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The Function of Criticism Ca. 432 BC: Texts and Interpretations in Plato's 'Protagoras'


Andrew Ford


affiliation not provided to SSRN

2005

Princeton/Stanford Working Papers in Classics Paper No. 120501

Abstract:     
Plato's Protagoras is a unique text in the history of criticism, the only extended example of practical poetic criticism that we have from classical Greece. This long passage (338E-347C) shows a group of fifth-century intellectual luminaries debating the meaning of a dense lyric poem by Simonides: the text is quoted at length and its language examined closely and methodically - and wildly. My paper first attempts to pinpoint how this passage - often written off as a parody or a joke or misunderstood as a simplistic polemic against "sophistry" - fits into the work. I argue that Plato is more serious here than is usually supposed, and that the passage gives his best account of uses and limits of literary criticism. In a coda, I consider an analysis of the passage by Glenn Most, which suggests some reflections on recent developments in academic literary criticism.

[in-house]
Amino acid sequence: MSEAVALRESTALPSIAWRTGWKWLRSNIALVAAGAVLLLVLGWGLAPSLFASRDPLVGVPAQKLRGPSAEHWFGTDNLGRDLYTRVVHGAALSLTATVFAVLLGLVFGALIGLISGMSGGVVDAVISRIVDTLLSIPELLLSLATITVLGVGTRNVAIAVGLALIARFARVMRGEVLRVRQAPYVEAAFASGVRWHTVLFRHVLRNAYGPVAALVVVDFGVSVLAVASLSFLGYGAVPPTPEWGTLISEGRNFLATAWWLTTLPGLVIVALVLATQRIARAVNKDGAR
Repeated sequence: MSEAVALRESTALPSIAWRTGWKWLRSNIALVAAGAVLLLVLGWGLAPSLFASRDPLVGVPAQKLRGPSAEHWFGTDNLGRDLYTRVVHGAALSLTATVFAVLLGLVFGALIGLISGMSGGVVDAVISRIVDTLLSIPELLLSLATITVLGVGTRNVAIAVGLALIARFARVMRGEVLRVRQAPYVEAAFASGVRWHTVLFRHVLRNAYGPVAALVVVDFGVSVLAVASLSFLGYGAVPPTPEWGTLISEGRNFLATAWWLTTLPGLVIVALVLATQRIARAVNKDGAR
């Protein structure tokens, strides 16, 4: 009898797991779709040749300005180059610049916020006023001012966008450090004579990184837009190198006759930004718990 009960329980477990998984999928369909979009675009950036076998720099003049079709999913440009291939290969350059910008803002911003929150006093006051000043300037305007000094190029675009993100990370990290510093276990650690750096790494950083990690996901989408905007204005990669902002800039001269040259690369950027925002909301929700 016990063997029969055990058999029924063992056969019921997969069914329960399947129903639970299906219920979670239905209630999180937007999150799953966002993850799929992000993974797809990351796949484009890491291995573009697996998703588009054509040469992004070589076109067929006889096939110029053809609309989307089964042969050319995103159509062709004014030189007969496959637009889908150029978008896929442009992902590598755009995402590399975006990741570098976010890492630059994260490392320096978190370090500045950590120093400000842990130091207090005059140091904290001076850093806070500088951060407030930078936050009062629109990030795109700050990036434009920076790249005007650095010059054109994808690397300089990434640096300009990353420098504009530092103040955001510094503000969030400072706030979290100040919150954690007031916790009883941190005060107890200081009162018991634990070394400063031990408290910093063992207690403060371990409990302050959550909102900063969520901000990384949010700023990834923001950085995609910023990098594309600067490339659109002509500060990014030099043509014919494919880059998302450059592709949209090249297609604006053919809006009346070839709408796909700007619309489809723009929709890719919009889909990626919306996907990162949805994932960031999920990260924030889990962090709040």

Number of Pages in PDF File: 30

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Date posted: July 1, 2009  

Suggested Citation

Ford, Andrew, The Function of Criticism Ca. 432 BC: Texts and Interpretations in Plato's 'Protagoras' (2005). Princeton/Stanford Working Papers in Classics Paper No. 120501. Available at SSRN: http://ssrn.com/abstract=1426838 or http://dx.doi.org/10.2139/ssrn.1426838

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